Last Friday (25th June, 2010) I attended the Victorian Directors of Information Technology (VDIT) (e)Learning Environments Forum which turned out to be a bit like a curate’s egg, good in places.
Before I talk about the day, just a bit of background. VDIT is the representative group for the Directors of Information Technology of the universities that operate in the state of Victoria. Earlier this year at one of their meetings it was observed that many of them were simultaneously reviewing their e-learning environments and they suggested that a forum be arranged at which the universities could discuss the issues and share some insights about the changes that were and are happening. The intention was to make this a day for both those involved in IT and those involved in teaching and learning to come together to discuss the current issues facing universities.
RMIT University offered to host the forum and I joined the small organising committee to bring it together. You can see the program of presentations and the structure of the day on the web site.
Now we did record the whole event and we will be placing the majority of the content online in due course along with the presentation slide decks (some content will not be published because it is commercial in confidence). As such I don’t intend to talk in detail about each presentation in detail. I will say, however, pick out some some highlights and lowlights.
All of the presentations were of a high standard and presented interesting and relevant information. I was particularly impressed by the presentation from Professor Marnie Hughes-Warrington (Pro Vice Chancellor Learning and Teaching at Monash University) on their move to Moodle, Mahara, Google Apps and Metl (an in-house developed lecture annotation tool). She spoke enthusiastically about the vision for Monash. I was also impressed by the rigour of the LMS evaluations presented by a number of universities. A level of rigour that many organisations (including my own university) should learn from.
Finally, I enjoyed the Gartner presentation that started the day which I think presented a lot of new and interesting thoughts about the educational technology environment over the next few years.
From an organisational point of view I think the day went quite well (I think I can say that even though I was on the organising committee). In hindsight though there were too many presentations and not not enough time for discussion. And that brings me on to what disappointed me about the day.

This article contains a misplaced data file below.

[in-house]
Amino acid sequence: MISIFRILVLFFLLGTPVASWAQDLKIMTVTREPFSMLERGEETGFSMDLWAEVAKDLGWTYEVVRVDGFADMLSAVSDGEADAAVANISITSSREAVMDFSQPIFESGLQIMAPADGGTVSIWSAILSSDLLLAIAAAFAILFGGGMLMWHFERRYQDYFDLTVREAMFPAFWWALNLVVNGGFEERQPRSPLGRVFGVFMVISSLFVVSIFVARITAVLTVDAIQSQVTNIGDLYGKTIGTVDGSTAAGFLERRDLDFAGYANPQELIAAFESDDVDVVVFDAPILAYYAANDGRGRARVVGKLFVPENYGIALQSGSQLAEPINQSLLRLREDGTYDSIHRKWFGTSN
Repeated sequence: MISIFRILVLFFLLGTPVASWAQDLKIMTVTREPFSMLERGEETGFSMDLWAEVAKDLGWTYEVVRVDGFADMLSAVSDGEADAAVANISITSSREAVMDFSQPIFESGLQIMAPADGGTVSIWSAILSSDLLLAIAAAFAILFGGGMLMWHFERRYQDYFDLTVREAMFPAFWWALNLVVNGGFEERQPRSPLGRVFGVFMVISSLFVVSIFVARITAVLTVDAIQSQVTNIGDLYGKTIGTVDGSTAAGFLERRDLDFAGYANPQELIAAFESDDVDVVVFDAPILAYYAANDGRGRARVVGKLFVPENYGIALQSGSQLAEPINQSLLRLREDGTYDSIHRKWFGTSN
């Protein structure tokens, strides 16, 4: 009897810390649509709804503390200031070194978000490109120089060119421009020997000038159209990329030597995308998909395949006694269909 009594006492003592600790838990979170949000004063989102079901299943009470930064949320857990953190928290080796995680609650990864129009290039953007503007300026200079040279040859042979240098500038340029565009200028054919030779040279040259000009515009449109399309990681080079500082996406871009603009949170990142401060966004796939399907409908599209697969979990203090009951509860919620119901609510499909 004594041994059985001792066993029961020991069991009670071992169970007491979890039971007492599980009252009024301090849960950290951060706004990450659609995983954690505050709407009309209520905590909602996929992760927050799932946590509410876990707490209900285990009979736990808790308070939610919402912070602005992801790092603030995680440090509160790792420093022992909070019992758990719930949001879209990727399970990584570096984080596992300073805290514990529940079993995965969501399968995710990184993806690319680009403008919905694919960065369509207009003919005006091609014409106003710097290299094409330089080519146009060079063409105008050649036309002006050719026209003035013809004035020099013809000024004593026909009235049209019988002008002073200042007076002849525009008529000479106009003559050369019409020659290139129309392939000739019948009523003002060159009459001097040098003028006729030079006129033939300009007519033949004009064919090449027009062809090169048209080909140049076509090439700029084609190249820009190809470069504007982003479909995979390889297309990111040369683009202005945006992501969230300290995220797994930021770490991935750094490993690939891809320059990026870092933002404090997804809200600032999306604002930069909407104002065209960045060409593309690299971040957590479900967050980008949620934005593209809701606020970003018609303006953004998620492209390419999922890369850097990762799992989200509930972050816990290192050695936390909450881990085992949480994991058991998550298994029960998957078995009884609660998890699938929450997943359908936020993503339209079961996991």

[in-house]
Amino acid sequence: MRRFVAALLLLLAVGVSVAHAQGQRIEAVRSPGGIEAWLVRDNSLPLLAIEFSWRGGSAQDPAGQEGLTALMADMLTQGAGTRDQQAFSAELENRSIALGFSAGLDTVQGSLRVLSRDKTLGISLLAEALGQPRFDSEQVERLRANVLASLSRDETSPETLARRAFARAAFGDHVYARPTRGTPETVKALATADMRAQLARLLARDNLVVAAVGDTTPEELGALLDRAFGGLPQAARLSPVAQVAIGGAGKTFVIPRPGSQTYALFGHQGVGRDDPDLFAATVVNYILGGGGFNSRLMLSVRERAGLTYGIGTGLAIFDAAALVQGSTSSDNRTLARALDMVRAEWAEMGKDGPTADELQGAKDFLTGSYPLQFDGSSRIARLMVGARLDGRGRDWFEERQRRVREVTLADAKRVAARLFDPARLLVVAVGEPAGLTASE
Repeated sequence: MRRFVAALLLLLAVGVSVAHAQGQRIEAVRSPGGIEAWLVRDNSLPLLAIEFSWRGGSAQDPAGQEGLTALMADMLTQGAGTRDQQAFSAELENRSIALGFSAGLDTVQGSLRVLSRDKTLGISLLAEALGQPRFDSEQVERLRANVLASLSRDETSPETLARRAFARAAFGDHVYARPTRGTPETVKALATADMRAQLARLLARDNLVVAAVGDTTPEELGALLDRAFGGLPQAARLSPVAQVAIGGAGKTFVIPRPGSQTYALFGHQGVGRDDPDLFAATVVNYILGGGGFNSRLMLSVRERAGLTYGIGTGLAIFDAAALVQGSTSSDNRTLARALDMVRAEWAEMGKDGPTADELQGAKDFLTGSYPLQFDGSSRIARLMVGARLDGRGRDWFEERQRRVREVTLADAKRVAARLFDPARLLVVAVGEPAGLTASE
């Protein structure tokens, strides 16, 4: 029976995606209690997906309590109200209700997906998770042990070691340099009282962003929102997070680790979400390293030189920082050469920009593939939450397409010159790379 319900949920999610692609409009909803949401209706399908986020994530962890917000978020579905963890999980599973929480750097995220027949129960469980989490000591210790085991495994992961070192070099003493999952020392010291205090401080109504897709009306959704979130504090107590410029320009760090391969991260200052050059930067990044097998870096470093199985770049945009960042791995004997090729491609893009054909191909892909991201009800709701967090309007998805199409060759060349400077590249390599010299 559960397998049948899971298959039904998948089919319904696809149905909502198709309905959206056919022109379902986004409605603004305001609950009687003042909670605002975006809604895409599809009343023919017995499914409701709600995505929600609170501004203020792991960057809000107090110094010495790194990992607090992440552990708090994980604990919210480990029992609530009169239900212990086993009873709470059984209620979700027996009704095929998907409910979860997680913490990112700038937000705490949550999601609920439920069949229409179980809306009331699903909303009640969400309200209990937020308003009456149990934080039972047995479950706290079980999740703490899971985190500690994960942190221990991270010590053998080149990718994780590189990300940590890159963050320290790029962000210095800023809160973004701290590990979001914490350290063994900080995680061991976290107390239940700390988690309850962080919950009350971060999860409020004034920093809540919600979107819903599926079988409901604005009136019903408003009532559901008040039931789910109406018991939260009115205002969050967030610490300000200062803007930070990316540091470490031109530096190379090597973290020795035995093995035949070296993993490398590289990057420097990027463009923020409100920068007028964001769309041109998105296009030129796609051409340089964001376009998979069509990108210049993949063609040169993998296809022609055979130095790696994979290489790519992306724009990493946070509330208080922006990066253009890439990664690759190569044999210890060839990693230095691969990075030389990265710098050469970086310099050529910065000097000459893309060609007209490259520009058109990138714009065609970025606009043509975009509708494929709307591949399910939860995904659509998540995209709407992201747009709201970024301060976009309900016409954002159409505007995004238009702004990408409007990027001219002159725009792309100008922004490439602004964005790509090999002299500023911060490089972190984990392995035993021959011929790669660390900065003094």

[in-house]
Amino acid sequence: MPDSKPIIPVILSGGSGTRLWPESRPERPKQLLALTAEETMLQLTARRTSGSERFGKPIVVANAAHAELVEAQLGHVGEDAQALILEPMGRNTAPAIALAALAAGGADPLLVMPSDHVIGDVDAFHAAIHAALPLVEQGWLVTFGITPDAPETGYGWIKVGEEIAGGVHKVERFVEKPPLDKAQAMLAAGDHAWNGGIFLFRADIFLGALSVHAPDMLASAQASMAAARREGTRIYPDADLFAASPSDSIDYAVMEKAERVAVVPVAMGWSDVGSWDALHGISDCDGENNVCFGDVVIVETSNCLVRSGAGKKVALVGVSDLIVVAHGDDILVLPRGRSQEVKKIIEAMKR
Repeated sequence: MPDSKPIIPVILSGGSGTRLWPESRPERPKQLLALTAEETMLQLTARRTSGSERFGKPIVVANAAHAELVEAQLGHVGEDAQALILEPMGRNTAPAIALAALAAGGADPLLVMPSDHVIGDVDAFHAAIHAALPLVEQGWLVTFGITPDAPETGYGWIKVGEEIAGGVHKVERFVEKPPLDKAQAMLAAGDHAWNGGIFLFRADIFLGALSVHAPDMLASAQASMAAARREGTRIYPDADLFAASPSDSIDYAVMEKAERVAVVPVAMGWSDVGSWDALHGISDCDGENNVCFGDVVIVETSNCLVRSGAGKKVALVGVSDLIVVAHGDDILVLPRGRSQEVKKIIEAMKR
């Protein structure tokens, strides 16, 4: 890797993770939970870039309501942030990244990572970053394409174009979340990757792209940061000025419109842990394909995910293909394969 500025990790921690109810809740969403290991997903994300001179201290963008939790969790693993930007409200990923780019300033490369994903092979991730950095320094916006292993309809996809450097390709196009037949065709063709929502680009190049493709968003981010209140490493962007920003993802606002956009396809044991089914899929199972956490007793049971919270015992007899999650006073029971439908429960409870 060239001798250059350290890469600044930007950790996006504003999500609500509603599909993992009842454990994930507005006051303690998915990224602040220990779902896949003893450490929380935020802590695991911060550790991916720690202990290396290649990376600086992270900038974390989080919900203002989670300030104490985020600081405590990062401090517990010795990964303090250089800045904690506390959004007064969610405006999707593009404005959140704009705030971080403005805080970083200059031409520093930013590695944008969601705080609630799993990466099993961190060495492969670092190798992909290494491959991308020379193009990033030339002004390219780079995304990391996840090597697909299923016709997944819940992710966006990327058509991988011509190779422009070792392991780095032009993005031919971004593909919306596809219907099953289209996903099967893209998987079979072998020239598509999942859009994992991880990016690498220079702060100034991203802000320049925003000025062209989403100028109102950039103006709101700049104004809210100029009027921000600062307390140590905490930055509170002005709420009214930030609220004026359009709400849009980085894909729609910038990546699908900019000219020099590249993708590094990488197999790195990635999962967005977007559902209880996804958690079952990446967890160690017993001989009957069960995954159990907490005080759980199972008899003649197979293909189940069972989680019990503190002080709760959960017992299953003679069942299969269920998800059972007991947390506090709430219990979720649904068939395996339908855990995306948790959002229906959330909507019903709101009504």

When setting up the conference I had, somewhat optimistically, hoped that this might be an opportunity for a relatively small group of senior IT managers, educationalists and senior academic managers to discuss some of the challenges facing the mainstreaming of e-learning and the adoption of educational technologies in teaching and learning practice. Instead we got a fairly predictable ‘show and tell’ with not a huge amount of critical analysis or self reflection. Some of the evaluation work described was great and some presenters were candid about some issues but focus was on the IT system not the academic and student user (or rather non-user). This, I guess, was partly due to having too many presentations in the day and not enough discussion but I also think there is a determination not let others know that there may actually be a problem.
I’m beginning to think that in many cases this is self delusional, particularly amongst those charged with driving educational technology and e-learning adoption.
I managed to make at one stage to make the point that after more than 10 years of using learning management systems in universities the adoption rate still appears to be low. Now this is subjective of course and there are issues around determining what makes an actively used course site in an LMS. Also there is very little publically available data that can be used for benchmarking. Having said that, even when figures are publically stated they seem to be overstated. To be honest I’m not sure what to make of this reluctance to acknowledge what seems to me to be patently obvious. Maybe senior academic and IT managers don’t know there is a problem, maybe they don’t care. What I do know is that until they do know and they do care nothing much will happen because until then, as one presenter put it, edtech/elearning strategy will continue to be developed from the middle of the organisational hierarchy and the sort of cultural and organisational changes necessary for mainstream adoption will not happen. These are people issues not IT issues.